From cheating managers and promotors to IRS issues and straight up financial mismanagement, there are many reasons the list of music legends who have lost it all is a long one. David Acosta, CPA is an expert in helping music artists navigate and protect themselves from the financial downside of the music industry. Here’s what he has to say regarding royalty fraud.
How does royalty fraud happen?
There are many variables when it comes to royalty distribution and the calculation of rates. It is an extremely complex and controversial process. Not only do rates vary by type (CDs, digital, streaming, television and film, video games) but the calculation of royalties is different for songwriters, publishers and the recording artist. As Courtney Love pointed out in her letter to music artists, “Record companies also reduce royalties by “forgetting” to report sales figures, miscalculating royalties and by preventing artists from auditing record company books.”
How is royalty fraud detected?
It starts with the contract. Negotiate terms that lend themselves to accounting controls such as demanding payments and summaries at regular intervals with detailed backed up. Review the summaries immediately and carefully to ensure contract compliance.
How are royalties distributed?
Royalties are typically paid either monthly, quarterly, or annually. Royalties are paid after all the deductions are calculated. Some artists never see any royalties because of recoupment.
How do you calculate lost revenue?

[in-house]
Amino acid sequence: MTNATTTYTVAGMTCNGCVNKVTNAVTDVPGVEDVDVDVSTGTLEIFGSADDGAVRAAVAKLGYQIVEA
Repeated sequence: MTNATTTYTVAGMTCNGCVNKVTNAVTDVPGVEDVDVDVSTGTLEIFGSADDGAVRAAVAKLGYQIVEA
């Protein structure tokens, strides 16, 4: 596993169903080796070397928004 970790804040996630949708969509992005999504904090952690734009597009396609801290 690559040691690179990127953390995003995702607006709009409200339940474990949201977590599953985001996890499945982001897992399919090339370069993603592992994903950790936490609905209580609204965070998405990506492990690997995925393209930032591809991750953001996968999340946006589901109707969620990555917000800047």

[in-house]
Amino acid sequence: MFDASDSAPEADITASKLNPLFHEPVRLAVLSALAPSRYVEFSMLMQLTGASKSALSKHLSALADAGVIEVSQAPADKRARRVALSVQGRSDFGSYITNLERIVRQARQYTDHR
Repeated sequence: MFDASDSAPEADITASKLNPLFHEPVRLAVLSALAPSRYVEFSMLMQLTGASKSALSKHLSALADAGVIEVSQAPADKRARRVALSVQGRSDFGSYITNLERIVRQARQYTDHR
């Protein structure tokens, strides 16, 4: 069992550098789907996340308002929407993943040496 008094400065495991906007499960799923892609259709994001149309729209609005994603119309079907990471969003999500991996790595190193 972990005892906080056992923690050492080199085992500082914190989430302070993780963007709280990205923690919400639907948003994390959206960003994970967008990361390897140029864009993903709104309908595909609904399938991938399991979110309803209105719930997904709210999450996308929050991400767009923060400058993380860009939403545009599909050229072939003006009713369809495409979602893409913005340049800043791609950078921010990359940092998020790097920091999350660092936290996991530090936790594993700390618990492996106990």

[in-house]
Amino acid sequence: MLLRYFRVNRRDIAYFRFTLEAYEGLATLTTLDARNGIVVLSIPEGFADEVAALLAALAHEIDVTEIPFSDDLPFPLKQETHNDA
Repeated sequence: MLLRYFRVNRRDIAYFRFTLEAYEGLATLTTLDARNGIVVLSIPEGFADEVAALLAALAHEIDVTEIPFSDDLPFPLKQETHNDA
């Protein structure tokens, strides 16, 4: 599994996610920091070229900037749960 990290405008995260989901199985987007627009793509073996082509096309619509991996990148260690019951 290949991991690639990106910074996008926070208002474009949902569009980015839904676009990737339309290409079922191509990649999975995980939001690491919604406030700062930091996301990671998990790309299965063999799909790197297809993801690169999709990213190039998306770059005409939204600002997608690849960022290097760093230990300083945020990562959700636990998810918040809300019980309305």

Most analyses use a combination of historical or past performance. In some instances, we have to project what income the artist could have made but for the actions of the record label.
How do you recover lost revenue?
As accountants, we start by conducting an audit. If the numbers differ from the record label’s numbers, we make a demand for any money owed. Unfortunately, this is when lawsuits arise. If we have a solid case, it is likely to settle for an amount usually less than 100 percent of what is owed.
Who manages royalty compliance?
Lawyers are usually involved during contract negotiations, but in terms of compliance, it is usually the business manager who keeps track of royalties owed. Unfortunately, many business managers aren’t savvy when it comes to keeping up with complicated royalty formulas. It’s best to have a CPA on the team. That’s why they call it royalty accounting.
David Acosta, CPA has more than 25 years of accounting experience and serves on the Board of Directors of the Texas State Society of Certified Public Accountants and the Board of Governors of the Texas Chapter of the National Academy of Recording Arts and Sciences (Grammy Awards©). http://www.CooperCPAGroup.com